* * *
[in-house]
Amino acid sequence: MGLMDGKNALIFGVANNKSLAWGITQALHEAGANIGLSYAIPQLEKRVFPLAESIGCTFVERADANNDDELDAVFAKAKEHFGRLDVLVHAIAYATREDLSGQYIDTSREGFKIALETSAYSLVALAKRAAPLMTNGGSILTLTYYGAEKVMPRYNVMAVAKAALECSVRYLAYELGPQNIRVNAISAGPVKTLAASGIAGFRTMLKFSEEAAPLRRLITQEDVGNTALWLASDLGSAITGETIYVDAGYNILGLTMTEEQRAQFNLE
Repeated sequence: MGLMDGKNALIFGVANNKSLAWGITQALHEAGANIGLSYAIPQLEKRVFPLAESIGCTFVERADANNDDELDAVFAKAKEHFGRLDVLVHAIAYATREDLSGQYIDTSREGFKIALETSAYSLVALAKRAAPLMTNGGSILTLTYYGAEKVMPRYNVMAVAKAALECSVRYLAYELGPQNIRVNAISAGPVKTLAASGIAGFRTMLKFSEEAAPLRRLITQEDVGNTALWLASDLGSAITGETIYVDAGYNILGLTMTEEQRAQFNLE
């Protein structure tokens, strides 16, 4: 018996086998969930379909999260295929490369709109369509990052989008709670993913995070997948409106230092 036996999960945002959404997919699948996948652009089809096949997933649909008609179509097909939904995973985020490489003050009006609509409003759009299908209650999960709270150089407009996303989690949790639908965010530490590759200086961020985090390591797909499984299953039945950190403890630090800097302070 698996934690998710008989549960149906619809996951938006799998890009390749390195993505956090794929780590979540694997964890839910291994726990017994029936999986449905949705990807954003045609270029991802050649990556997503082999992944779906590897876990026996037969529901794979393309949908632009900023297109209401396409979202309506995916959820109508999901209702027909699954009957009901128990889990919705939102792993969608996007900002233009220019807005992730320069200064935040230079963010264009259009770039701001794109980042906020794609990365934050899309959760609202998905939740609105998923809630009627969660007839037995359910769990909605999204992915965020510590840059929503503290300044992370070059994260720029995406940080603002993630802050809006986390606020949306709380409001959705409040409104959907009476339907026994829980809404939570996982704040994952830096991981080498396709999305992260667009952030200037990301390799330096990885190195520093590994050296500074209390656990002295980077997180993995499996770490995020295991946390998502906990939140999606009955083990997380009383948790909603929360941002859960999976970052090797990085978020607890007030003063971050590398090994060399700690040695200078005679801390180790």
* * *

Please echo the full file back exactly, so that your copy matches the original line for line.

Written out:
[in-house]
Amino acid sequence: MGLMDGKNALIFGVANNKSLAWGITQALHEAGANIGLSYAIPQLEKRVFPLAESIGCTFVERADANNDDELDAVFAKAKEHFGRLDVLVHAIAYATREDLSGQYIDTSREGFKIALETSAYSLVALAKRAAPLMTNGGSILTLTYYGAEKVMPRYNVMAVAKAALECSVRYLAYELGPQNIRVNAISAGPVKTLAASGIAGFRTMLKFSEEAAPLRRLITQEDVGNTALWLASDLGSAITGETIYVDAGYNILGLTMTEEQRAQFNLE
Repeated sequence: MGLMDGKNALIFGVANNKSLAWGITQALHEAGANIGLSYAIPQLEKRVFPLAESIGCTFVERADANNDDELDAVFAKAKEHFGRLDVLVHAIAYATREDLSGQYIDTSREGFKIALETSAYSLVALAKRAAPLMTNGGSILTLTYYGAEKVMPRYNVMAVAKAALECSVRYLAYELGPQNIRVNAISAGPVKTLAASGIAGFRTMLKFSEEAAPLRRLITQEDVGNTALWLASDLGSAITGETIYVDAGYNILGLTMTEEQRAQFNLE
């Protein structure tokens, strides 16, 4: 018996086998969930379909999260295929490369709109369509990052989008709670993913995070997948409106230092 036996999960945002959404997919699948996948652009089809096949997933649909008609179509097909939904995973985020490489003050009006609509409003759009299908209650999960709270150089407009996303989690949790639908965010530490590759200086961020985090390591797909499984299953039945950190403890630090800097302070 698996934690998710008989549960149906619809996951938006799998890009390749390195993505956090794929780590979540694997964890839910291994726990017994029936999986449905949705990807954003045609270029991802050649990556997503082999992944779906590897876990026996037969529901794979393309949908632009900023297109209401396409979202309506995916959820109508999901209702027909699954009957009901128990889990919705939102792993969608996007900002233009220019807005992730320069200064935040230079963010264009259009770039701001794109980042906020794609990365934050899309959760609202998905939740609105998923809630009627969660007839037995359910769990909605999204992915965020510590840059929503503290300044992370070059994260720029995406940080603002993630802050809006986390606020949306709380409001959705409040409104959907009476339907026994829980809404939570996982704040994952830096991981080498396709999305992260667009952030200037990301390799330096990885190195520093590994050296500074209390656990002295980077997180993995499996770490995020295991946390998502906990939140999606009955083990997380009383948790909603929360941002859960999976970052090797990085978020607890007030003063971050590398090994060399700690040695200078005679801390180790």